I’ve offered my own reasons for skepticism about AMLO’s approach to fighting corruption in prior posts (see here and here), but to try to better understand some of the reasons why Mexican anticorruption specialists are critical of the AMLO administration, I interviewed one of those specialists, Dr. Jose Ivan Rodriguez-Sanchez, a Mexican scholar currently based at the Mexico Center at Rice University’s Baker Institute for Public Policy. Dr. Rodriguez-Sanchez, whose recent publications include Measuring Mexico’s Corruption and Corruption in Mexico, shared his view of the biggest concerns regarding the AMLO administration’s approach to corruption. What follows is my translation from our conversation (which took place in Spanish), with some paraphrasing and condensation for clarity.

Dr. Rodriguez-Sanchez highlighted five criticisms of the AMLO administration’s anticorruption policies: Continue reading

Mexico’s National Guard: The Wrong Response to Police Corruption

In September 2018, Mexican federal and state authorities disarmed the entire police force of the city of Acapulco because of suspicion that the police had been corrupted by drug cartels. Federal authorities certainly had reason to take action: partly due to the corruption of the police, murders in Acapulco surged to 2,316 in 2017, and police officers themselves were implicated in some of those murders. Yet rather than institute a plan to reform the local police to address this problem, the Mexican government had the military assume local police functions.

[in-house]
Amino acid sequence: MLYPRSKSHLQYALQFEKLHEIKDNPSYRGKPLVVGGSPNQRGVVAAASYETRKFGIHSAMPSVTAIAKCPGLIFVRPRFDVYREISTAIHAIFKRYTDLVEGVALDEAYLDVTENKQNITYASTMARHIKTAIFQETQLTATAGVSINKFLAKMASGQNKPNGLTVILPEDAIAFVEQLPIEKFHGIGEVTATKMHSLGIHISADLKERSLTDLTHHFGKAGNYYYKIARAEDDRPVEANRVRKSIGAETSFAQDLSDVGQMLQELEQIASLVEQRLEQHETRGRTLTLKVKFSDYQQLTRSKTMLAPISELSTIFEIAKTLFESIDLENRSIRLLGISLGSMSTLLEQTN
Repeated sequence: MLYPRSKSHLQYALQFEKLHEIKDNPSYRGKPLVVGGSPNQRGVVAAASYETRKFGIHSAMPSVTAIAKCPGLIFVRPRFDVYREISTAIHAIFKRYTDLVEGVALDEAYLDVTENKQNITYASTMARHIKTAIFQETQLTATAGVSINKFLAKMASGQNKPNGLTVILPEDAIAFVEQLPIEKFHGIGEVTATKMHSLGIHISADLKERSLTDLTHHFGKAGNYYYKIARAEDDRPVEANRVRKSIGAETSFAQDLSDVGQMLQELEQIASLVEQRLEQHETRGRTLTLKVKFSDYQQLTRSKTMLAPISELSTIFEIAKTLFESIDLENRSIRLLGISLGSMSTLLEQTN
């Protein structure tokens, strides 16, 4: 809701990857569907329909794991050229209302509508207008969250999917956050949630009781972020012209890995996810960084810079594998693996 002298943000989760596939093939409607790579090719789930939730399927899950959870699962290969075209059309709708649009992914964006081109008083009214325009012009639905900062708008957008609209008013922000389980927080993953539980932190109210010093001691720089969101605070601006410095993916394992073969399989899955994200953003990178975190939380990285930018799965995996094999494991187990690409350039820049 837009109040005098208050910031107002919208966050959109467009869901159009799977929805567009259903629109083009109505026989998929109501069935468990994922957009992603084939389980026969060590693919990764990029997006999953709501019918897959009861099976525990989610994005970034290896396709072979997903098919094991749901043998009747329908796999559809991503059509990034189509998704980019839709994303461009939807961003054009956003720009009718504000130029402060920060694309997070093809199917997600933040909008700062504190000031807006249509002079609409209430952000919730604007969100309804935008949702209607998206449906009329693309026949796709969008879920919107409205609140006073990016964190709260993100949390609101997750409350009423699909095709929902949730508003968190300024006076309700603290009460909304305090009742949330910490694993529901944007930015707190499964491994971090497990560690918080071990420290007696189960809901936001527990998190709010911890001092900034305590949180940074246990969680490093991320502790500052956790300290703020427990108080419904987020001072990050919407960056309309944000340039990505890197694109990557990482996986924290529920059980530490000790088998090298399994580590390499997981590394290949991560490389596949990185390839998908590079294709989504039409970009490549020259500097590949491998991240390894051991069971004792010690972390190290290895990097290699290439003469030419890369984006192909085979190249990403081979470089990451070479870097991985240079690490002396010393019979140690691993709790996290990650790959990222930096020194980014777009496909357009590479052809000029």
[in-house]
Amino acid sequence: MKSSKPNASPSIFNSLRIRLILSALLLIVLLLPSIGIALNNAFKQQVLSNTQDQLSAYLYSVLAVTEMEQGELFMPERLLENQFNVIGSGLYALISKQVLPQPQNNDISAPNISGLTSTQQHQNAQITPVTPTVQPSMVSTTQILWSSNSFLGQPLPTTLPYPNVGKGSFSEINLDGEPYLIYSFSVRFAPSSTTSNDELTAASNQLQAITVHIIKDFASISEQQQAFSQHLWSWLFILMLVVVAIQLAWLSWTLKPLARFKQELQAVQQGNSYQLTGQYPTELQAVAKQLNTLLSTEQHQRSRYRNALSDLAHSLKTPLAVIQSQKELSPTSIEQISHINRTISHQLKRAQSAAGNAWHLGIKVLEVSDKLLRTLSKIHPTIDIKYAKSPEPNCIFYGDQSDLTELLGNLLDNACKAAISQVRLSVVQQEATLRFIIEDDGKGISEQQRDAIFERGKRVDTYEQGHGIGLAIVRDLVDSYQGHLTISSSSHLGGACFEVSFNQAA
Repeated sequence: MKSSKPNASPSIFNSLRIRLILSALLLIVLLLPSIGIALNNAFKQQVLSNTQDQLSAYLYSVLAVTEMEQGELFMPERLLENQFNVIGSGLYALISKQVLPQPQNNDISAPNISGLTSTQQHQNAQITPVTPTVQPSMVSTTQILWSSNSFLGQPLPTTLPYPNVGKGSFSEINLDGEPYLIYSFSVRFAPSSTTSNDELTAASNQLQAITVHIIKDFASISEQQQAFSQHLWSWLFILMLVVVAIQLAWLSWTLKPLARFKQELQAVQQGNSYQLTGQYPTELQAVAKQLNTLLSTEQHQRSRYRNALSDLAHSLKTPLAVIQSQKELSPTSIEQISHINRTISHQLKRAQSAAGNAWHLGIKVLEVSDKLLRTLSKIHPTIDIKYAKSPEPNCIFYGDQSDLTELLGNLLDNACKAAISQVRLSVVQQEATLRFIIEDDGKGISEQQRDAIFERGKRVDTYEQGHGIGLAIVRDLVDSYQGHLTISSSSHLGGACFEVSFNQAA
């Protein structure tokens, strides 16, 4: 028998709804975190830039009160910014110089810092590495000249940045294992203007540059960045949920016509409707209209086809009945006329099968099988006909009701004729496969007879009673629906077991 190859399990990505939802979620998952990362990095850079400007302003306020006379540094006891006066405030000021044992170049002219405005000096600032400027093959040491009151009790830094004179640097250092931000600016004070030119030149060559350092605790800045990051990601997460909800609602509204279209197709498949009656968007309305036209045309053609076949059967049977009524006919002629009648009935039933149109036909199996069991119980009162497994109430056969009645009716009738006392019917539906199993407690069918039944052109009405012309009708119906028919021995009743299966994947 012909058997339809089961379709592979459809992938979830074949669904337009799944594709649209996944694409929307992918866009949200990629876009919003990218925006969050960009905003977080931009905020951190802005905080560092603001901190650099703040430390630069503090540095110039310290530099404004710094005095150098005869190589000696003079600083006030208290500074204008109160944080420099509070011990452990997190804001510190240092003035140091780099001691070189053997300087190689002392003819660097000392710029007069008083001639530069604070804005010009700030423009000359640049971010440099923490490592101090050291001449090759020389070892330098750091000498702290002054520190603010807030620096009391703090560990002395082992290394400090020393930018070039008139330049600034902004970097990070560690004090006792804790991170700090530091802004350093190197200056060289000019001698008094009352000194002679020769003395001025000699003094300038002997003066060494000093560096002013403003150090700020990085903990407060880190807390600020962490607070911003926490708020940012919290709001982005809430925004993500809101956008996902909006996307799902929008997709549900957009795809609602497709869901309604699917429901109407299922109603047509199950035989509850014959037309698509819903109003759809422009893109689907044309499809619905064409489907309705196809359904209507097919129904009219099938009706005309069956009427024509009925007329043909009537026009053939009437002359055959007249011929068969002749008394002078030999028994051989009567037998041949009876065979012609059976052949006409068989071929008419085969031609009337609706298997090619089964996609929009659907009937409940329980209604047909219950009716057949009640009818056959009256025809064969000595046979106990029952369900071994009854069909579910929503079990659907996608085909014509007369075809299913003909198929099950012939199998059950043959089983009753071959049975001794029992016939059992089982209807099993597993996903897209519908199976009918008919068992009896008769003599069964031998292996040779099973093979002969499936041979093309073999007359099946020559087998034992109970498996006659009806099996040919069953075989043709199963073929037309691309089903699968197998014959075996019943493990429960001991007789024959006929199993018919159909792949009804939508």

It now appears that Mexico’s popular new President, Andres Manuel Lopez Obrador (AMLO), is poised to adopt a similar solution for all of Mexico, in the form of proposed legislation that would create to create a 60,000-strong National Guard. This proposal, which has already been approved by Mexico’s congress and by a majority of the state legislatures, is not accompanied by any proposal for comprehensive police reform; rather, AMLO wants to simply replace the police by utilizing the National Guard to fight the war on crime. His justification for this approach is that the police force is simply too corrupt to do its job.

This argument is not without some merit, nor is it unprecedented. In fact, many governments around the world have opted to militarize domestic security when organized crime infiltrates the police, because of the military’s greater discipline, more hierarchal structure, and (supposed) lower susceptibility to corruption. (See here for an example from the Philippines.) AMLO has advanced similar arguments in favor of the National Guard. He has also emphasized additional safeguards: the top commander of the National Guard will report to a civilian boss, civil courts rather than military tribunals will have jurisdiction over National Guard members alleged to have violated the law, moving detainees to military installations is prohibited, and National Guard members will receive human rights training.

But despite all this, and despite the evident need to address the police corruption that contributes so much to the outrageous violence in Mexico, a National Guard is not the solution, for several reasons: Continue reading